South Korea is taking steps to reinforce its sampling methods for inspection of U.S. beef imports after the discovery of an atypical case of bovine spongiform encephalopathy (BSE) in a six year-old mixed-breed beef cow from Florida.
The Ministry of Agriculture, Food and Rural Affairs for South Korea plans to increase inspection samples from the current 3% to 30% for all U.S. beef imports. The inspection process requires packages to be opened, with meat defrosted and cut into for a detailed check.
South Korea already requires that imported U.S. beef come from cattle younger than 30 months of age to reduce specified risk materials (SRM). Also, there are no packing plants in Florida that are approved for export to South Korea.
“We are taking pre-emptive measures and put public safety as a top priority,” says Agriculture Minister Lee Gae-ho. “We need to consult with the U.S. government to promptly receive quarantine inspection results and closely monitor responses in other nations.”
There have been six cases of BSE in the U.S. since 2003. The only case that was the classical BSE came in 2003 when an imported cow from Canada was detected with the disease.
BSE is not contagious and exists in two types – classical and atypical. Classical BSE is the form that occurred primarily in the United Kingdom, beginning in the late 1980’s, and it has been linked to variant Creutzfeldt-Jakob disease (vCJD) in people. The primary source of infection for classical BSE is feed contaminated with the infectious prion agent, such as meat-and-bone meal containing protein derived from rendered infected cattle. Regulations from the Food and Drug Administration (FDA) have prohibited the inclusion of mammalian protein in feed for cattle and other ruminants since 1997 and have also prohibited high risk tissue materials in all animal feed since 2009.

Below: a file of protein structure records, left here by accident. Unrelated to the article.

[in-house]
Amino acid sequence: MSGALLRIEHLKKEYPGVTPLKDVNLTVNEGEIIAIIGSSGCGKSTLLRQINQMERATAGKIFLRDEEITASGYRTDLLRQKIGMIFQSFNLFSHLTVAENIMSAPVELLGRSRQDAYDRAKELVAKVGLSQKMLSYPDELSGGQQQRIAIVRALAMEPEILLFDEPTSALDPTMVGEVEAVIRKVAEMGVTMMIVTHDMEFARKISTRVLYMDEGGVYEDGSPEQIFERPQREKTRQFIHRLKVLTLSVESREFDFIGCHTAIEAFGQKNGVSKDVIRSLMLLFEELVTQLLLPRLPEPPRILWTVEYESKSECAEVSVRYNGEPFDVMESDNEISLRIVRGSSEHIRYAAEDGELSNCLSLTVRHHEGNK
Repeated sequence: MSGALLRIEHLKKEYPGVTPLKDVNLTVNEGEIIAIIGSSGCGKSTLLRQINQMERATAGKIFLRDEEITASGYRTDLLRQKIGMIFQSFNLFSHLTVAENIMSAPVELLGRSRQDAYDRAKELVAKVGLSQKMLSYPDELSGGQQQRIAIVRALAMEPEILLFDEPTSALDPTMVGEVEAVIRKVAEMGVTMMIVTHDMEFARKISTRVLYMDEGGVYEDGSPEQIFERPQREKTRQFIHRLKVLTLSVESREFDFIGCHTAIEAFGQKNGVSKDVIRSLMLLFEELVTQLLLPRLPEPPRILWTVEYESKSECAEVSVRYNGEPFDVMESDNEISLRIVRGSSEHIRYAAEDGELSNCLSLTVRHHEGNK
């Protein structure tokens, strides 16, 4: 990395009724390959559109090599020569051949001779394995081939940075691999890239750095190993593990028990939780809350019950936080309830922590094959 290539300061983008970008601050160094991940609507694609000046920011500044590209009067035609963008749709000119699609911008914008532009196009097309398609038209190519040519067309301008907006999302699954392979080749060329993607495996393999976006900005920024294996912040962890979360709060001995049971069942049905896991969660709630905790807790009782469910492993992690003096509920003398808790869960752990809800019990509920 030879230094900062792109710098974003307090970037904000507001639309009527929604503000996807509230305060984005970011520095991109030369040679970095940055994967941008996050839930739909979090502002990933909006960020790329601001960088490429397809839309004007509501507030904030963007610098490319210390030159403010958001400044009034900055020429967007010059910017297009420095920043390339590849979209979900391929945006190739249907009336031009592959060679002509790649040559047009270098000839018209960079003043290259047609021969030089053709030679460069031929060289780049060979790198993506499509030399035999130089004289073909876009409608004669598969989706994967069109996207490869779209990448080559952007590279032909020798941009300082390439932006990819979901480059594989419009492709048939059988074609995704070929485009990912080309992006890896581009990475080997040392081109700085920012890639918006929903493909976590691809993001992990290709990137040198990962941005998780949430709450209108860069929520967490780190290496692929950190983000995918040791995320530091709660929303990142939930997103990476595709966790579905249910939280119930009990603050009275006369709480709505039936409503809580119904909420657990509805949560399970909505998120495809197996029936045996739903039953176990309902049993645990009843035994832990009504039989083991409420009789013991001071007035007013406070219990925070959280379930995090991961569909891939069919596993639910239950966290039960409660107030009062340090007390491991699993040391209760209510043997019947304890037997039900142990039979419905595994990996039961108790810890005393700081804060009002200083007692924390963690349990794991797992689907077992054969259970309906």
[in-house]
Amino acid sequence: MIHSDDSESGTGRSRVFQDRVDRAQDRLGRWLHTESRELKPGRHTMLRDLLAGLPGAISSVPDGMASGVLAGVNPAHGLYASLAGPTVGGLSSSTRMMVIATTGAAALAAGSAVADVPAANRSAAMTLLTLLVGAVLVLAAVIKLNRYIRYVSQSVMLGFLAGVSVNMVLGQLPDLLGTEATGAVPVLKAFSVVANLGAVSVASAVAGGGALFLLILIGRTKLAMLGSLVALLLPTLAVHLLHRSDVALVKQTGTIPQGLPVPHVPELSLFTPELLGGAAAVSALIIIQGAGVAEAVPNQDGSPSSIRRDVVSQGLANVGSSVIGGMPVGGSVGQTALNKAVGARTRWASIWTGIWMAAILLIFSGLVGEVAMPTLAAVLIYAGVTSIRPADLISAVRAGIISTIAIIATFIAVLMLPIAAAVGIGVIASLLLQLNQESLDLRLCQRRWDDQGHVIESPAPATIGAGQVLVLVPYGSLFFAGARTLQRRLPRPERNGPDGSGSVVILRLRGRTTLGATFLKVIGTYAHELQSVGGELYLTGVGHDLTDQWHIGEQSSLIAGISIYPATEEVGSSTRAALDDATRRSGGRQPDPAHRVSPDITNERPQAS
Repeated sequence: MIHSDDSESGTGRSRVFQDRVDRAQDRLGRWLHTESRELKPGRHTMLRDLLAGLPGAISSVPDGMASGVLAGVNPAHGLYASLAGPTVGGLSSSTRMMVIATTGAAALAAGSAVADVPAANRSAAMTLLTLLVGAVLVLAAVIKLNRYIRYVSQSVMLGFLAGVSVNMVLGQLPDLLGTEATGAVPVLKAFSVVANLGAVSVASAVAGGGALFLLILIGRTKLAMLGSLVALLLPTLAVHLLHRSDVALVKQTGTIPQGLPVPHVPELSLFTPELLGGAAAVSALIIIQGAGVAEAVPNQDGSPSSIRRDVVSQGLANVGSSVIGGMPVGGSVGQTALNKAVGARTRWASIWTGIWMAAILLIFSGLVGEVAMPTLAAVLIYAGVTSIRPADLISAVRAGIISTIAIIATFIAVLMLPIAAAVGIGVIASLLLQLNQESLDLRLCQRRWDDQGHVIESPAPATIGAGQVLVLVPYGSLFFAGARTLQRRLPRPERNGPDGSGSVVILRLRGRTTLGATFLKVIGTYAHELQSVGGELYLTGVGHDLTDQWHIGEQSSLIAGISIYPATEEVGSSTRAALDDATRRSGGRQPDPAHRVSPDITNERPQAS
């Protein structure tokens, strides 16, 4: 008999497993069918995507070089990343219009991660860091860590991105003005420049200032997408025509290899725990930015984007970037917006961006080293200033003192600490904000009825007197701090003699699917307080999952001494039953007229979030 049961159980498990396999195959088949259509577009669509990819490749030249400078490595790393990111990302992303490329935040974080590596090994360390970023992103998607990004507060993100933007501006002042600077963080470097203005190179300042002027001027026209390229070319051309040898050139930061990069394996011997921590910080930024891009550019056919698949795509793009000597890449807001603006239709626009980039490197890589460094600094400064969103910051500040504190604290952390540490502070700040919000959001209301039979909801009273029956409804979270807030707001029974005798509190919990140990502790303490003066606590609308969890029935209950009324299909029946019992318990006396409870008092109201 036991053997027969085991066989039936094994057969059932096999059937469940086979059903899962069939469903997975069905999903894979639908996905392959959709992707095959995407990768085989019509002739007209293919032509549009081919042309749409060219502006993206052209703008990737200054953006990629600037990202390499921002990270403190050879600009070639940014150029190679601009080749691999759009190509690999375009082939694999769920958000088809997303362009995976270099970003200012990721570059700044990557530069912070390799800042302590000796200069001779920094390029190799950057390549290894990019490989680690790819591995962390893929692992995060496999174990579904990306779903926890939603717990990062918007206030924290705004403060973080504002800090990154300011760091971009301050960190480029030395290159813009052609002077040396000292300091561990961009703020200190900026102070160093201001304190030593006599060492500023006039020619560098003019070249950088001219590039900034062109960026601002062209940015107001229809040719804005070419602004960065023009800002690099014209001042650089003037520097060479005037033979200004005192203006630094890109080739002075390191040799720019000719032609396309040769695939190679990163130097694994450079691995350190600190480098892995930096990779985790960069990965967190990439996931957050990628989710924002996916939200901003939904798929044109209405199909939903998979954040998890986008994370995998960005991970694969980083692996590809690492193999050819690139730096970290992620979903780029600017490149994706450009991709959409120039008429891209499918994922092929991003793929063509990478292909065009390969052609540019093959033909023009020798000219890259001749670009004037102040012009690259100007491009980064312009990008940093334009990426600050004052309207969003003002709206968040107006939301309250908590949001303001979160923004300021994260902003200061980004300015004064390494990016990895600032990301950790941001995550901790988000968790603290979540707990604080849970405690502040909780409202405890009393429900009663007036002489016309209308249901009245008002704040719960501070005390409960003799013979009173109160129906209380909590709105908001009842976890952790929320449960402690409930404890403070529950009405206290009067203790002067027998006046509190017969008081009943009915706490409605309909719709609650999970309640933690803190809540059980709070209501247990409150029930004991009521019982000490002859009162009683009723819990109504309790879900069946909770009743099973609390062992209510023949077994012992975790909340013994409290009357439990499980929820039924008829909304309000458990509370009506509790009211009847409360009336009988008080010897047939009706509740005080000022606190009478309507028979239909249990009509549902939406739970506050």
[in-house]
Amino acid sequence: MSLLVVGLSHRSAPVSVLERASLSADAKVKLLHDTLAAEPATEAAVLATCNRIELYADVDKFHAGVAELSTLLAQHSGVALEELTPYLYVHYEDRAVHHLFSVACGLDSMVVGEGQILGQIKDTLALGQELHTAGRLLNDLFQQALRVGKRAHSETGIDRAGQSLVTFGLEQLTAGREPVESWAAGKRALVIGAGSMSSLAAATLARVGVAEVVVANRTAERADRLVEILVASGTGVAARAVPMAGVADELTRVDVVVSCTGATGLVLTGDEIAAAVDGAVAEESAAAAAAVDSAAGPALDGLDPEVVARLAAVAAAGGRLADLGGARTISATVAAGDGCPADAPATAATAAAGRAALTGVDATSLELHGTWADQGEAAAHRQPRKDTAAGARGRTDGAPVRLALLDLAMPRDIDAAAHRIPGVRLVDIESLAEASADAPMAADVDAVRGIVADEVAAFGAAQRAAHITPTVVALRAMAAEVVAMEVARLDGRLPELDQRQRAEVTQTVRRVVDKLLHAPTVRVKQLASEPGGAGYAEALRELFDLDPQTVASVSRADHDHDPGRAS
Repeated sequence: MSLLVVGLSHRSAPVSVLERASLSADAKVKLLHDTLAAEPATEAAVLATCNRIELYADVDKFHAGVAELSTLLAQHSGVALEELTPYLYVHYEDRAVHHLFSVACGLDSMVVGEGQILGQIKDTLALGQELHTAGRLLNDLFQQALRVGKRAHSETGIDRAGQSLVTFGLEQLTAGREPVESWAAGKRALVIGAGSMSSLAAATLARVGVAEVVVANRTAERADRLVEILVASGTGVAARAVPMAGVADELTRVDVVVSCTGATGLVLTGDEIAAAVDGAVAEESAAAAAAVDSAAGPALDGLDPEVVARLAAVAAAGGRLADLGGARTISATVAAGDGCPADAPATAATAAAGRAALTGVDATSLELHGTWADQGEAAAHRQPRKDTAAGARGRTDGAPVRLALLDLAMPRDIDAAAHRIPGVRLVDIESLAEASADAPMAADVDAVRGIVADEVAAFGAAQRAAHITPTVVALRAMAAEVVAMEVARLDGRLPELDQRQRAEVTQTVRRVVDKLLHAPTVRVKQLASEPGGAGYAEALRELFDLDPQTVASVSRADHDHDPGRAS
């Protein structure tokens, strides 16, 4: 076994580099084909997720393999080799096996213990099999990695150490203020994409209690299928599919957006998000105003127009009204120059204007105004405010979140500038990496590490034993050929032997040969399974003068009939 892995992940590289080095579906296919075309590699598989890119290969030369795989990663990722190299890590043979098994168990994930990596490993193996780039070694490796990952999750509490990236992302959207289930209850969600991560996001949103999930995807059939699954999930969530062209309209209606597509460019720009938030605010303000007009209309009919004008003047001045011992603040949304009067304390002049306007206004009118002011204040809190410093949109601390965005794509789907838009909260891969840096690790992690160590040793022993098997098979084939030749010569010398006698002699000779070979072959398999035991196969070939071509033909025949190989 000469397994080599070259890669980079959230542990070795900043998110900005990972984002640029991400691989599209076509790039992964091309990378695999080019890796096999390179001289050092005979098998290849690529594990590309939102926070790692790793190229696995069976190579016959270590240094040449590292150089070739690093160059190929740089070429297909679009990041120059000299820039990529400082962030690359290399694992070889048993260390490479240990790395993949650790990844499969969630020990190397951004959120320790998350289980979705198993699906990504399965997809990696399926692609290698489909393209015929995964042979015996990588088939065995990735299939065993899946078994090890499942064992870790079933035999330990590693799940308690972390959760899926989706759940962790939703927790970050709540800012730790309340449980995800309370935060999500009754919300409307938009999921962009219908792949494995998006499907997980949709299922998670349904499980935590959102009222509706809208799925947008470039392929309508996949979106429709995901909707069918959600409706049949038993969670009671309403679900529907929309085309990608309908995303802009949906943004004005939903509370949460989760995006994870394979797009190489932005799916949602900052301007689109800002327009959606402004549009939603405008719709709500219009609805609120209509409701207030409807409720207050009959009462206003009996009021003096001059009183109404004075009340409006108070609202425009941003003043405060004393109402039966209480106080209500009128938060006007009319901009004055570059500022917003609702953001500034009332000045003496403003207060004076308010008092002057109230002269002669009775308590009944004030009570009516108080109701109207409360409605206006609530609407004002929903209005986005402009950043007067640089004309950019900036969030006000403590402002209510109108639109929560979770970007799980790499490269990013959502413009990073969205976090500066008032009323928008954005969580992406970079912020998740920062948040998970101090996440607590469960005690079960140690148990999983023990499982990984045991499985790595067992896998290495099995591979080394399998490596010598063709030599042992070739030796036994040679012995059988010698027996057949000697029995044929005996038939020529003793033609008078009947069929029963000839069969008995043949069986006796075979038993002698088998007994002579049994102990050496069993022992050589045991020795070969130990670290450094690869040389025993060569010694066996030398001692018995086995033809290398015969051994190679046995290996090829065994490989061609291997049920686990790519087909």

“Consumers can rest assured that the U.S. continues to be the global leader in the production of safe and wholesome high-quality beef,” says National Cattlemen’s Beef Association (NCBA) chief veterinarian Kathy Simmons.
In 2008, an estimated 100,000 people in South Korea protested the decision to start importing beef from the U.S. again following a halt in imports after the 2003 case.
Since the reopening of the market, South Korea has become the 2nd largest export destination for U.S. beef on a value basis. In ten years South Korea has turned into more than a billion export market after buying less than $300 million in U.S. beef during the first two years of the market opening back up. Last year South Korea bought $1.22 billion worth of beef from the U.S., according to the U.S. Meat Export Federation (USMEF).
The South Korean market has also been one of the largest increasing exports markets this year. From January to June export values to South Korea have increased by 52% compared to the same time last year. For the first half of 2018, South Korea has accounted for more than $802 million in beef trade for the U.S., the only market larger is Japan.